The practice of bloodletting goes back 3,000 years. In fact, this ancient medical practice was so revered for centuries that it’s only since the 19th century that the practice fell into disfavor. Bloodletting involves withdrawing blood from a patient to cure an illness or disease, often using leeches. Though modern medical science largely discredits the practice, some practitioners still use it occasionally to treat conditions like polycythemia and hemochromatosis, and leeches still play a role in some plastic and reconstructive surgery procedures.
The practice of bloodletting goes back to ancient Egypt. An important ancient medical text written around 1550 B.C.E., the Ebers Papyrus, recorded the ancient Egyptian practice of bloodletting through scarification. According to historians, the practitioners witnessed hippopotami scratching themselves, apparently to relieve distress. However, the creature was not bleeding -- the observers confused the creature’s red sweat with blood.
The practice of bloodletting was well-established in Greece by the time of Hippocrates in 370 B.C. Hippocrates believed human existence was dependent on four basic humors: blood, phlegm, yellow bile, and black bile. These humors related to the organs of the body, as well as to mood. When a person became ill, Hippocrates and others theorized that the humors were out of balance. Consequently, treatments for illnesses involved removing the humor that appeared to cause the imbalance. Bloodletting became a standard treatment that spread with Hippocrates’s influence in the medical field.
Galen of Pergamum, a Greek physician practicing during the ancient Roman era, further promoted the idea of bloodletting. He believed the most dominant of all the humors was blood. He also discovered that arteries carried blood, in addition to veins. Previously, the ancients theorized that arteries carried air. Galen’s subsequent writings on blood circulation and bloodletting helped cement the practice for many centuries.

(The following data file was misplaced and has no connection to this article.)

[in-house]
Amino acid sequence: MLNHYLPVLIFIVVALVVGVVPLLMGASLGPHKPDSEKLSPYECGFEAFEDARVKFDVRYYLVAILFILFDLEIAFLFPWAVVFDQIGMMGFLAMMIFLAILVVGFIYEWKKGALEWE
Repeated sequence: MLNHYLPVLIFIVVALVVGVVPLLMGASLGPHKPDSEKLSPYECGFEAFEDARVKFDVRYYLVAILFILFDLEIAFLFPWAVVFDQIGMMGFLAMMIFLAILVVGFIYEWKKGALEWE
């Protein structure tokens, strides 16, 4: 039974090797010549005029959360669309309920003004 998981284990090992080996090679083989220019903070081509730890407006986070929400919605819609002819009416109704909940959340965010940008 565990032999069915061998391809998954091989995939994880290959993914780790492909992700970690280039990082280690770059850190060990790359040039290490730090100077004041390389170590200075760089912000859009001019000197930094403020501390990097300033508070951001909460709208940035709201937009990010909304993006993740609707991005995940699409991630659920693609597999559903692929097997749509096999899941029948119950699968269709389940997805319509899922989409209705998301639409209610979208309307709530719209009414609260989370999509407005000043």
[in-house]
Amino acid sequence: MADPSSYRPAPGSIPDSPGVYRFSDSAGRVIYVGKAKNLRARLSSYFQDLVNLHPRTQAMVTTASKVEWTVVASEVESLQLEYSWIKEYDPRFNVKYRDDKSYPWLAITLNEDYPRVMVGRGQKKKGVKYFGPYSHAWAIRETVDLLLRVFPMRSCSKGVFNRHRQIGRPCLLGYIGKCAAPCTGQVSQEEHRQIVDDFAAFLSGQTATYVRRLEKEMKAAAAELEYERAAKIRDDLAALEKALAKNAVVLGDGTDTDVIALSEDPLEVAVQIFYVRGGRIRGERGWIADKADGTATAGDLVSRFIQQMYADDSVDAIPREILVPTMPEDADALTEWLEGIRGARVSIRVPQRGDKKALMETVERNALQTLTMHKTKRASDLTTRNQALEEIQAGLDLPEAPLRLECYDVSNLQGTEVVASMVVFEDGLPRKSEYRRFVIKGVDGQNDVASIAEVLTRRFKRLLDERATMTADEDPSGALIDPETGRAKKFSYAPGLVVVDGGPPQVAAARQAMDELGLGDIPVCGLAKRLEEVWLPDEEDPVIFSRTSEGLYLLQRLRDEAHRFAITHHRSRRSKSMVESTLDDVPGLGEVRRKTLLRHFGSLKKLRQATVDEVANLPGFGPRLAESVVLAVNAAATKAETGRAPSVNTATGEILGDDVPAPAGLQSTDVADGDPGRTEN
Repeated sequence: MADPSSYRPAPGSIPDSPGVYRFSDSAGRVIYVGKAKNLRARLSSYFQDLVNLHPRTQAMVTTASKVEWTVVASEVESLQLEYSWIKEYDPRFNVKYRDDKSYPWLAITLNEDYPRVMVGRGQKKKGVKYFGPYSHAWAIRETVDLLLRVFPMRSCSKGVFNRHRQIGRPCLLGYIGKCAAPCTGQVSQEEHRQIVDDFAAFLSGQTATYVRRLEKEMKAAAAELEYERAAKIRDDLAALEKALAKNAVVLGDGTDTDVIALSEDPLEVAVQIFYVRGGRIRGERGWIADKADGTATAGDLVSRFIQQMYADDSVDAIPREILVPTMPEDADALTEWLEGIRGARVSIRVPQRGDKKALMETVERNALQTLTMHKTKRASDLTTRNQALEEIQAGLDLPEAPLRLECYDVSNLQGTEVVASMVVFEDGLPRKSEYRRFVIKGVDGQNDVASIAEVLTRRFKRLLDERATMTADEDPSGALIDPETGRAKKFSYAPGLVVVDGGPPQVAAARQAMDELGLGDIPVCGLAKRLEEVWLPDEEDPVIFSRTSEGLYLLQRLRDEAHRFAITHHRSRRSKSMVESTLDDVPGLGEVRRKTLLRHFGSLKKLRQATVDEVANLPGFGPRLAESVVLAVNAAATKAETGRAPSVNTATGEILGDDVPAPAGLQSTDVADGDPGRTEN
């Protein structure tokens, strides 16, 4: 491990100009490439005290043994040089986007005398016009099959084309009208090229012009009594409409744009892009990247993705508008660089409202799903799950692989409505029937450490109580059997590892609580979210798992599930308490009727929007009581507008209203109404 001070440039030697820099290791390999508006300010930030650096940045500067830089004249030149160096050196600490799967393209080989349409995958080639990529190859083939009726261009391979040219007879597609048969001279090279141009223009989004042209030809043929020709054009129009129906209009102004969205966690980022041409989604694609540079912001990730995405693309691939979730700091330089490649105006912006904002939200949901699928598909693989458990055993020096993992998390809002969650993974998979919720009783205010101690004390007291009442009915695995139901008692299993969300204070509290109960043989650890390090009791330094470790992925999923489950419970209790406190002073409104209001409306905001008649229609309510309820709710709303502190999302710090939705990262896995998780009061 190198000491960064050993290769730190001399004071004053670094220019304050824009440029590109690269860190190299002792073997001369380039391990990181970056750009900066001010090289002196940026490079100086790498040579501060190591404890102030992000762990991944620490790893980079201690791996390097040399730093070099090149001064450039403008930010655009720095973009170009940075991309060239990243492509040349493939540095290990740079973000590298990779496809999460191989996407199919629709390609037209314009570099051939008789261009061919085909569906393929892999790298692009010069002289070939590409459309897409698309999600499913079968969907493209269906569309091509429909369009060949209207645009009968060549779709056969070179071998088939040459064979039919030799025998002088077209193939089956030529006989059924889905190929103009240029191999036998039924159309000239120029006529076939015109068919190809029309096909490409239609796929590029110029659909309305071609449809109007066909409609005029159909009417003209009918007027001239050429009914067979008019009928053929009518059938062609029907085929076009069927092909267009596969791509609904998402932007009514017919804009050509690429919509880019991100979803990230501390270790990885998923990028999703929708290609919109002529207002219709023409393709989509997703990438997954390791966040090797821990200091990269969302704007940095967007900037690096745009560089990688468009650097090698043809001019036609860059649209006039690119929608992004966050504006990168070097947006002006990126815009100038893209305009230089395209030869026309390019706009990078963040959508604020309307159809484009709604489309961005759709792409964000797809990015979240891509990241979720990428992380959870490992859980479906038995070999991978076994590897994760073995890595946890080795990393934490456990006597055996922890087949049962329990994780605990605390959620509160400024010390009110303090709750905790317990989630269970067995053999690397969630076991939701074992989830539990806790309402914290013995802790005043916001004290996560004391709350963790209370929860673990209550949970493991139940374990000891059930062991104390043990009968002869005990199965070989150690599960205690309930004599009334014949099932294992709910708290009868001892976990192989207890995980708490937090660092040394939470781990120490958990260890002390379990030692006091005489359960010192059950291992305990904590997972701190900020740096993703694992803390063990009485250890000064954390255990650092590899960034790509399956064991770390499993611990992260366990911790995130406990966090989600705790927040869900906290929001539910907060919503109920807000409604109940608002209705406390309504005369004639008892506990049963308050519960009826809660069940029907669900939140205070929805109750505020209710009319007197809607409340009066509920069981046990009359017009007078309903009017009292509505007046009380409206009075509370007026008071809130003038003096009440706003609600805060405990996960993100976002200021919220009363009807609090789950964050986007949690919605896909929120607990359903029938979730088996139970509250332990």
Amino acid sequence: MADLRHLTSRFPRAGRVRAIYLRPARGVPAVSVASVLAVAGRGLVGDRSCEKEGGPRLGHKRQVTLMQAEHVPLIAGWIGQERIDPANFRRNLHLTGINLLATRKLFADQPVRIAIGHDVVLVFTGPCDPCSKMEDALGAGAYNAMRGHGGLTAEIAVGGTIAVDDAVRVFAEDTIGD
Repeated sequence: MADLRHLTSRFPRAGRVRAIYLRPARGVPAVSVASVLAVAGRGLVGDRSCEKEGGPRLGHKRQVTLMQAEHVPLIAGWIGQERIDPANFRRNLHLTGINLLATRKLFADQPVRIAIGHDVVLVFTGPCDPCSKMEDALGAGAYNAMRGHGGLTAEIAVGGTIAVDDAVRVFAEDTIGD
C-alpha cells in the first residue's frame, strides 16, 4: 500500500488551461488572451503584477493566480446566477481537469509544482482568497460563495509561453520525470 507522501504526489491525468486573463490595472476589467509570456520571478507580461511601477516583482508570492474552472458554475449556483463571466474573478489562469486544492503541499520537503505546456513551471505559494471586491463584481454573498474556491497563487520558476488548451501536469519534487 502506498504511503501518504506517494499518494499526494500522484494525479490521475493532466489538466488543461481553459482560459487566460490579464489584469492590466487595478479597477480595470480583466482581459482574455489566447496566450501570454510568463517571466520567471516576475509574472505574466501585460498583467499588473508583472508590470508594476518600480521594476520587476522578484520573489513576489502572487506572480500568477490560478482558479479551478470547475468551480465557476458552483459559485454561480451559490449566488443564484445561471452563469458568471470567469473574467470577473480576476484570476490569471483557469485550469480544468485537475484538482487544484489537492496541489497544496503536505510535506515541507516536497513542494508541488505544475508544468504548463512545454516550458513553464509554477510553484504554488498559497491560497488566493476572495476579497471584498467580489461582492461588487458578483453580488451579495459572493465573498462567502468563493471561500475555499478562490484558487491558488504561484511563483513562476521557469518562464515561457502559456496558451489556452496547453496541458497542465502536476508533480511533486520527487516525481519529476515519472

The practice of bloodletting continued into the Middle Ages, when its use expanded and was regulated in many areas. Some medical practitioners among Jews, Christians, and Muslims believed that there were favorable days for bloodletting, those well-aligned with various planets or zodiacs. As cultures throughout Europe exchanged medical views and practices, bloodletting gained even more popularity.
As bloodletting became increasingly popular, practitioners expanded its uses. At its height, bloodletting treated asthma, cancer, gout, convulsions, indigestion, smallpox, tuberculosis, insanity, jaundice, and plague, among others. Bloodletting was even used as a treatment for heavy menstruation and nosebleeds. In 1623, a French physician wrote that bloodletting could cure heartbreak.
Venesection was one method of bloodletting. During this procedure, the physician or surgeon used a lancet and fleam to open a vein, often the medial cubital vein near the elbow. (Fleams were more likely for veterinary use, though reports of human use do exist.) Doctors also opened other veins during the procedures. In some cases, physicians employed cupping after bloodletting, which extracted air from the incision site.
Many people associate the practice of bloodletting with leeches. Medical leeches used during the practice could ingest ten times their weight in blood. Often, practitioners would place the leeches near the organs they believed were infected. During the early nineteenth century, Paris alone employed as many as six-million leeches for use in medical treatments.
Modern medicine has largely abandoned bloodletting. However, it follows that the practice must have some basis in truth for it to continue for so many centuries. Researchers note bloodletting could reduce high blood pressure, which could be the reason for improvements in certain conditions. In cases of infection, the practice may also have been beneficial as reduced blood volume meant fewer pathogens in the blood.
By the late 19th century, bloodletting began to fall out of favor. One of the earliest dissenters was William Harvey in 1628, followed by Pierre Charles Alexandre Louis, who wrote a treatise about the ineffective nature of bloodletting for pneumonia. New medical developments led to the disuse of the bloodletting practice until it fell out of favor entirely. By the early 20th century, most people in the medical community agreed it was generally ineffective.
Bloodletting is rare in modern medicine today, and many in the medical community consider it an unsafe practice when used for all but a few conditions. However, many alternative medicine practitioners do support bloodletting. In traditional Chinese, Ayurvedic, and Unani medicine, practitioners still employ bloodletting in the treatment of various ailments.
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